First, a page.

The Saugus River, which is close to three sides of the Osprey nest, is a great habitat for shore birds. As the next couple of months pass at that Lynn site, we will be seeing Sanderlings, Sandpipers, Yellow Legs and other shore birds.
Fresh Pond has been the home of a couple of Screech Owls for a few years. There’s a path down to the pond from Huron Ave. and the Screech Owl (sometimes two of them) can be seen in the same tree cavity they have occupied for a long time.
I’ve been there several times lately and was even fortunate to catch the Screech Owl hooting on video on April 18th. It hooted once and I quickly turned on the video hoping that it would again. About eight seconds after turning on the video, it did hoot again. https://www.youtube.com/watch?v=i79HPUJ_jNQ A couple of days later I caught another active scene with the owl. https://www.youtube.com/watch?v=z5X855JDovY
We were hoping to hear word that there was another active fox den at Salisbury Beach. That doesn’t seem to be the case this year. But that didn’t keep regular photography contributor to this blog, Jim Renault, from discovering a fox – right in his own back yard.
As Jim tells it, he has had glimpses of this fox now and then for quite a while. But it never hung around long enough for Jim to get a photo. But finally it did. Here’s a look at this Gray Fox in Jim’s back yard. Jim also caught a nice moment recently with the male peregrine Falcon in Woburn driving off a male intruder Peregrine.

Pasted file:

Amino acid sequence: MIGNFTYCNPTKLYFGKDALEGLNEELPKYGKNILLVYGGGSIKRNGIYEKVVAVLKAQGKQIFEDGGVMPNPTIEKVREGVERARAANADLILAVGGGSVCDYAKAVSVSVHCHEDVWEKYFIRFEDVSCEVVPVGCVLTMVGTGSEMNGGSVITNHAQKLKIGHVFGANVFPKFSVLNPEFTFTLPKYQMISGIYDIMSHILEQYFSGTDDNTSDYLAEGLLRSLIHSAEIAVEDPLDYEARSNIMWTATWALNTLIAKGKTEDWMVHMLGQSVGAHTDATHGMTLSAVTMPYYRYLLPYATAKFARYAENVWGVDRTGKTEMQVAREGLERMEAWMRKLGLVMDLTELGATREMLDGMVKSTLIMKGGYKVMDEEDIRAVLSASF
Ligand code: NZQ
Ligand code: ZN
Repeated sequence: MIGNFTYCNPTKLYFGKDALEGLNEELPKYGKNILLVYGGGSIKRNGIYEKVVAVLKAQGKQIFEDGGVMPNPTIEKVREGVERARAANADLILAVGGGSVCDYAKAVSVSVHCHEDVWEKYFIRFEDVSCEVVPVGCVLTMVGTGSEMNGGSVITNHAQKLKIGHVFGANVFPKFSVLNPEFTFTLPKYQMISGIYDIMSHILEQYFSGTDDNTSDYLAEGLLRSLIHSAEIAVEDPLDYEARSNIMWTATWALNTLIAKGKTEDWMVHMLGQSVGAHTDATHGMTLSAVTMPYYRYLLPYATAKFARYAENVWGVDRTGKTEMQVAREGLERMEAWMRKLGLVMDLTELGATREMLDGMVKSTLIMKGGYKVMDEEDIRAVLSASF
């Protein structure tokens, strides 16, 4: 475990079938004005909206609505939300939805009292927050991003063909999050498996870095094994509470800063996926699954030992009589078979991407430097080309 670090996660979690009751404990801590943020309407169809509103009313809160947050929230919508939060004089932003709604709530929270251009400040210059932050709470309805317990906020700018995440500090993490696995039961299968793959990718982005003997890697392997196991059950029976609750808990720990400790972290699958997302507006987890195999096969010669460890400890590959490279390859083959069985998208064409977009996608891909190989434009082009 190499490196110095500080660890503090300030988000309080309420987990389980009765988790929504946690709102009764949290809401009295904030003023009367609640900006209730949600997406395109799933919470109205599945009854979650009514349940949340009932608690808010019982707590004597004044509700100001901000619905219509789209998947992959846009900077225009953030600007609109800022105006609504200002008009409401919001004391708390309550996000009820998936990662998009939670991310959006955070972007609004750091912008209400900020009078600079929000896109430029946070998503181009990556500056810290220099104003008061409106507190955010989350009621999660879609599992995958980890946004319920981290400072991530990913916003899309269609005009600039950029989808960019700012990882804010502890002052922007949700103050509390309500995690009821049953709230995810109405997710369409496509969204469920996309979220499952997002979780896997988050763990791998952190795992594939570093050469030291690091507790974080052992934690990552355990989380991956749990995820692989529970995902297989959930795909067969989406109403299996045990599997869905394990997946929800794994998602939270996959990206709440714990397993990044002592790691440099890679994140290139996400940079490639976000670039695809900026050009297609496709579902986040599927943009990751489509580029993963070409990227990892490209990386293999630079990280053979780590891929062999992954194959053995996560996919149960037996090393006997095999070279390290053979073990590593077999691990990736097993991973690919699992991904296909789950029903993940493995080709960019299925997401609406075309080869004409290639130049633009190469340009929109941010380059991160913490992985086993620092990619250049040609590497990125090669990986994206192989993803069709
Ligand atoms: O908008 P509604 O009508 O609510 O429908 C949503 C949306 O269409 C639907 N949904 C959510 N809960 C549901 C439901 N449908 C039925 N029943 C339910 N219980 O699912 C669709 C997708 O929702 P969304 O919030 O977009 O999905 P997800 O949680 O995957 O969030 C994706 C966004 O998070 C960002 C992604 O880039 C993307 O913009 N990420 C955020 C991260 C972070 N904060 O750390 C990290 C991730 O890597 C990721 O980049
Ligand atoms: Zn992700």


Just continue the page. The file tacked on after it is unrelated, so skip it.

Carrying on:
Woburn male Peregrine Falcon fights off intruder Peregrine. Photo by Jim Renault.
Next time we will sum up this year’s spring migration. Every year is different. Last year was off-the-charts magnificent. There was an abundance of migrants everywhere. Mount Auburn was sensational as was Plum Island, the Arlington Reservoir and our own Mystic Lakes. Let’s hope this year’s spring migration is another memorable one.
While seeking warblers at the Arlington Reservoir this week, we were entertained by a muskrat. Photo by John Harrison.